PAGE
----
COVID-19 is making addicts hoard drugs
America was facing a drug crisis before the coronavirus pandemic. According to the Center for Disease Control and Prevention (CDC), the opioid epidemic peaked in 2018. It was estimated that 10.3 million Americans older than 12 years misused opioids in 2018 and there were over 70,200 fatal overdoses in the country of which 47,600 deaths involved opioids.
When the Coronavirus pandemic hit the United States and the government declared a state of national emergency, all hell broke loose as people started panic buying and stashing up on toilet roll. Meanwhile, addicts were also stockpiling their substances of choice. This is a recurrent pattern and people who deal with illicit drugs know that travel restrictions and social distancing, primarily intended to stop the spread of coronavirus, will also disrupt the local as well as the international supply chain of their drugs.
The Effects of Drug Hoarding During Coronavirus
- Increased risk of fatal overdose
The consequences of hoarding drugs could be devastating on the addict since their stash of drugs is closer than ever. Addicts will also adopt riskier habits, increase dosage, or substitute unfamiliar drugs. Besides, to manage a rapidly depleting stash, an addict may enter withdrawal. Withdrawal is uncomfortable and it can be fatal if an addict resorts to drugs.
- Increased risk of relapse
A natural disaster is the biggest trigger for relapse due to increased anxiety and the lingering fear of the unknown. As the lockdown goes on and the hope for a solution starts to dwindle, recovering addicts may relapse and resort to substances as a coping mechanism.
- Poly-drug abuse
Since street prices have increased and the supply of many illicit drugs has dwindled, addicts may probably find other substitutes or supplement to increase the effect of available drugs. These supplements may include alcohol, inhalants, benzodiazepines or even everyday chemicals like baking soda. Users may also move from less dangerous methods to injecting lethal combinations of drugs.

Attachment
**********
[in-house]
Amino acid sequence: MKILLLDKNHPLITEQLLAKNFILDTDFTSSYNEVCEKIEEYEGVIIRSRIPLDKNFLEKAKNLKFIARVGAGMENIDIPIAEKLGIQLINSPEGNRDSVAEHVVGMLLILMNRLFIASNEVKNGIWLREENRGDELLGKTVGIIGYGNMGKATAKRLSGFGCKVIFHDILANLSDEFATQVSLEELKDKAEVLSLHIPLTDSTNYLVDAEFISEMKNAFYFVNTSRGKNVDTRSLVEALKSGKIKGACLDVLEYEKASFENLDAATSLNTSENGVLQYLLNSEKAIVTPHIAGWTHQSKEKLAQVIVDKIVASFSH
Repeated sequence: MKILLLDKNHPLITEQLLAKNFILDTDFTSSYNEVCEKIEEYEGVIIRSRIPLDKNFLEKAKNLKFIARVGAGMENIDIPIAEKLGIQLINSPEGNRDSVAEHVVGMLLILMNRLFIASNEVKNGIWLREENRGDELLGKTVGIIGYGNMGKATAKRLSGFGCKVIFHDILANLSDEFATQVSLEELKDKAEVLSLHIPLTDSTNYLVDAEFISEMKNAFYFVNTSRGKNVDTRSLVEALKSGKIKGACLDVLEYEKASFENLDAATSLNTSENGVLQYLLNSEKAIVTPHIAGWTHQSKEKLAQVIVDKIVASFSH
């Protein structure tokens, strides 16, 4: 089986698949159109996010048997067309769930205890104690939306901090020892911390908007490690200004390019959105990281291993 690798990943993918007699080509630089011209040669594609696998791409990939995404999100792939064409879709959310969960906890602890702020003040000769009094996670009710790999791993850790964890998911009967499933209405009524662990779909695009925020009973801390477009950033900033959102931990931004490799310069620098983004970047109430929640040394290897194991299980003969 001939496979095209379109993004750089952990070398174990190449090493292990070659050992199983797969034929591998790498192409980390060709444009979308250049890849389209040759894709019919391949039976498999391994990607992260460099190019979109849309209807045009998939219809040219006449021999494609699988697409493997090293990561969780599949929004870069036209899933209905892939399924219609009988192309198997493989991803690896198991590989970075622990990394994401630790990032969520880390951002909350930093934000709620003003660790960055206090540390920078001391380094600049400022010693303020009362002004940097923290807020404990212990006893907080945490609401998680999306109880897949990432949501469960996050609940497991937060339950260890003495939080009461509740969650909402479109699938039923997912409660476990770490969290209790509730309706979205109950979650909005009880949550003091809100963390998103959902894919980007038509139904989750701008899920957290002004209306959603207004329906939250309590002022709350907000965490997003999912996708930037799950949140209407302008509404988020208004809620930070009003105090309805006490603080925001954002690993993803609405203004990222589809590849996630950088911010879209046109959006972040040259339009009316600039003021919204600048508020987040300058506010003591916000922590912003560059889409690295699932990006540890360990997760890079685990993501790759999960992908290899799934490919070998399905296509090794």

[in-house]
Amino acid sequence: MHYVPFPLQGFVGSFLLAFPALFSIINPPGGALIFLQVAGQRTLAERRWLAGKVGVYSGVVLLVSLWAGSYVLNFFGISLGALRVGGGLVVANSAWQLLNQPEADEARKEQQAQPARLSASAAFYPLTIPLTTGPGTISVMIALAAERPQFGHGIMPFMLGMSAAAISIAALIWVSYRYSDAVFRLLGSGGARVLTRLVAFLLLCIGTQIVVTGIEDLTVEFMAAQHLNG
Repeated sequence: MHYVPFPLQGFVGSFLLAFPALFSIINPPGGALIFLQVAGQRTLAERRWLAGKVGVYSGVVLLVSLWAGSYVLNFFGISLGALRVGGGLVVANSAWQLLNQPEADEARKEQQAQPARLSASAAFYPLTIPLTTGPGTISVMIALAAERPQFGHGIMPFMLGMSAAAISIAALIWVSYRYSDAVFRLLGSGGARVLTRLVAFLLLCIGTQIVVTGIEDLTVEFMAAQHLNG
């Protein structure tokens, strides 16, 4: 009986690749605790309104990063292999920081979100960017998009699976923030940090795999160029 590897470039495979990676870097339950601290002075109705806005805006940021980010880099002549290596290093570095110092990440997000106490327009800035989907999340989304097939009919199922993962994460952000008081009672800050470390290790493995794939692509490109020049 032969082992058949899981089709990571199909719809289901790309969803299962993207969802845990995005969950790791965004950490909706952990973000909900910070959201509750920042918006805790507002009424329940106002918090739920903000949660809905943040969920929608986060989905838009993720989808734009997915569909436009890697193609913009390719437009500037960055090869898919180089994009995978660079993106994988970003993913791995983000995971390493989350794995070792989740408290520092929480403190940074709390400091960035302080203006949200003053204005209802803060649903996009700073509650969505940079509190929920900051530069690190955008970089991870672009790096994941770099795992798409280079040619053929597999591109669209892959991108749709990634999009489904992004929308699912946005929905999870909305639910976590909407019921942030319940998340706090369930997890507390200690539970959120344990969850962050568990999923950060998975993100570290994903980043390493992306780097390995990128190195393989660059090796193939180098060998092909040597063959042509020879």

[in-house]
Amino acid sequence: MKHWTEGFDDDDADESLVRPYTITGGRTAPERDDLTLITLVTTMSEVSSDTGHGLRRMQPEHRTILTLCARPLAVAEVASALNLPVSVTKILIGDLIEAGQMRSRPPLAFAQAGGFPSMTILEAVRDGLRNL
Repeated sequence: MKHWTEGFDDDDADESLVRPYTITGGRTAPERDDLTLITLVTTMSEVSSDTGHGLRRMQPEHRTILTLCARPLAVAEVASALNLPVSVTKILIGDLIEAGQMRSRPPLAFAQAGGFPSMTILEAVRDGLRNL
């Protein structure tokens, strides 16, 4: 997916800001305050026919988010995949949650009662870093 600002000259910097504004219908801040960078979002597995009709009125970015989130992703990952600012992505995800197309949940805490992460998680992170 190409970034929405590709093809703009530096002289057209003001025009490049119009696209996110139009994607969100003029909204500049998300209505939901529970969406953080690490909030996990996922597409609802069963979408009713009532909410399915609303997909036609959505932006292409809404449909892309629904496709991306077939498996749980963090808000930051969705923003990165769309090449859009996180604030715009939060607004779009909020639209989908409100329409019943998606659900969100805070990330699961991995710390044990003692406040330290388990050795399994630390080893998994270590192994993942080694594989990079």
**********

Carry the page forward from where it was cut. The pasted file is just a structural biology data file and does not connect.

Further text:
- The strain on health services
Drug users are more likely to live with multiple people, have respiratory as well as other health issues or be homeless – and thus more at risk of contracting COVID-19. Not only will this exacerbate underlying health problems but also they may put vulnerable people at risk. An increase in health complications means an increased strain on services that are already near breaking point.
Find a Rehab Program During COVID-19
This is the best time to begin your recovery journey. Not only does the lockdown mean a drug drought but also, it means you are likely separated from associates who may offer you drugs as the weeks of social isolation stretches into months.
Also, drug users dealing with mental health issues such as depression and anxiety face unprecedented challenges during this period of isolation. In recognition of the need for rehab services, federal laws have been relaxed to allow people to access counseling and peer support faster. Rehab centers are also following best practices to limit exposure to the virus.
The journey is a long one but we would love to help you beat this. NJ Addiction Resources is only a call away and we have these helpful resources for you. Call our helplines now.